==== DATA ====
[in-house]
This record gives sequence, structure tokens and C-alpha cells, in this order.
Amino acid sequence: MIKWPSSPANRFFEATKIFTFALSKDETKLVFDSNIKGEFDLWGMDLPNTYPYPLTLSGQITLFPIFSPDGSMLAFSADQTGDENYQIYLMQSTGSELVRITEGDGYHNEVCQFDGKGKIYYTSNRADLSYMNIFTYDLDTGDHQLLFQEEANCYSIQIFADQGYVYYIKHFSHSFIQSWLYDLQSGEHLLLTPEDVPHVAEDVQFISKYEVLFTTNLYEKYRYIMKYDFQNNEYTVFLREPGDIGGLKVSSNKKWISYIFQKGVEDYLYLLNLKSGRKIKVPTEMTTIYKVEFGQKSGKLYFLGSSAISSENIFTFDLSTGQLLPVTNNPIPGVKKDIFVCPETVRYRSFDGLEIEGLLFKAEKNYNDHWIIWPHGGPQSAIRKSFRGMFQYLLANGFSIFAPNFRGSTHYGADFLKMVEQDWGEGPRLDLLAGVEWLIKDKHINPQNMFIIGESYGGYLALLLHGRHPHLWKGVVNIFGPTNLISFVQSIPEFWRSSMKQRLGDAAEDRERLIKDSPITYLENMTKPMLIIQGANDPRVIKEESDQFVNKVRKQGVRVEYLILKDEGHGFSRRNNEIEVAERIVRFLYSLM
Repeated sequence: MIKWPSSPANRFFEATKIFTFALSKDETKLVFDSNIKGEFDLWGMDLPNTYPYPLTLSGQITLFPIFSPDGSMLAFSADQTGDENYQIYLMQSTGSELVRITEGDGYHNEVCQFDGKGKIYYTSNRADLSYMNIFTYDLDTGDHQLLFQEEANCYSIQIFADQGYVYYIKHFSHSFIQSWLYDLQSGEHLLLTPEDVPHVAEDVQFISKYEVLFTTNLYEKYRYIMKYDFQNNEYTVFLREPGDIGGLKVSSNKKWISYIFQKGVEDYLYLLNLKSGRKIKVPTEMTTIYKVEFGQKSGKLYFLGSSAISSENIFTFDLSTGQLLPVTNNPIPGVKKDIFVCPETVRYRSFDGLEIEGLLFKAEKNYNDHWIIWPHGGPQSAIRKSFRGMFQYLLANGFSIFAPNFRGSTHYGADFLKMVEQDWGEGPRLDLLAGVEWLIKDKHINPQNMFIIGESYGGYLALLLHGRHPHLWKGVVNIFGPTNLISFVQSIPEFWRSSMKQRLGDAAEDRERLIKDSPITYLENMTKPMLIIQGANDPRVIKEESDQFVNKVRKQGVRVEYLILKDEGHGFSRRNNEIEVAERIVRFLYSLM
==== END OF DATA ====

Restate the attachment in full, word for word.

[in-house]
This record gives sequence, structure tokens and C-alpha cells, in this order.
Amino acid sequence: MIKWPSSPANRFFEATKIFTFALSKDETKLVFDSNIKGEFDLWGMDLPNTYPYPLTLSGQITLFPIFSPDGSMLAFSADQTGDENYQIYLMQSTGSELVRITEGDGYHNEVCQFDGKGKIYYTSNRADLSYMNIFTYDLDTGDHQLLFQEEANCYSIQIFADQGYVYYIKHFSHSFIQSWLYDLQSGEHLLLTPEDVPHVAEDVQFISKYEVLFTTNLYEKYRYIMKYDFQNNEYTVFLREPGDIGGLKVSSNKKWISYIFQKGVEDYLYLLNLKSGRKIKVPTEMTTIYKVEFGQKSGKLYFLGSSAISSENIFTFDLSTGQLLPVTNNPIPGVKKDIFVCPETVRYRSFDGLEIEGLLFKAEKNYNDHWIIWPHGGPQSAIRKSFRGMFQYLLANGFSIFAPNFRGSTHYGADFLKMVEQDWGEGPRLDLLAGVEWLIKDKHINPQNMFIIGESYGGYLALLLHGRHPHLWKGVVNIFGPTNLISFVQSIPEFWRSSMKQRLGDAAEDRERLIKDSPITYLENMTKPMLIIQGANDPRVIKEESDQFVNKVRKQGVRVEYLILKDEGHGFSRRNNEIEVAERIVRFLYSLM
Repeated sequence: MIKWPSSPANRFFEATKIFTFALSKDETKLVFDSNIKGEFDLWGMDLPNTYPYPLTLSGQITLFPIFSPDGSMLAFSADQTGDENYQIYLMQSTGSELVRITEGDGYHNEVCQFDGKGKIYYTSNRADLSYMNIFTYDLDTGDHQLLFQEEANCYSIQIFADQGYVYYIKHFSHSFIQSWLYDLQSGEHLLLTPEDVPHVAEDVQFISKYEVLFTTNLYEKYRYIMKYDFQNNEYTVFLREPGDIGGLKVSSNKKWISYIFQKGVEDYLYLLNLKSGRKIKVPTEMTTIYKVEFGQKSGKLYFLGSSAISSENIFTFDLSTGQLLPVTNNPIPGVKKDIFVCPETVRYRSFDGLEIEGLLFKAEKNYNDHWIIWPHGGPQSAIRKSFRGMFQYLLANGFSIFAPNFRGSTHYGADFLKMVEQDWGEGPRLDLLAGVEWLIKDKHINPQNMFIIGESYGGYLALLLHGRHPHLWKGVVNIFGPTNLISFVQSIPEFWRSSMKQRLGDAAEDRERLIKDSPITYLENMTKPMLIIQGANDPRVIKEESDQFVNKVRKQGVRVEYLILKDEGHGFSRRNNEIEVAERIVRFLYSLM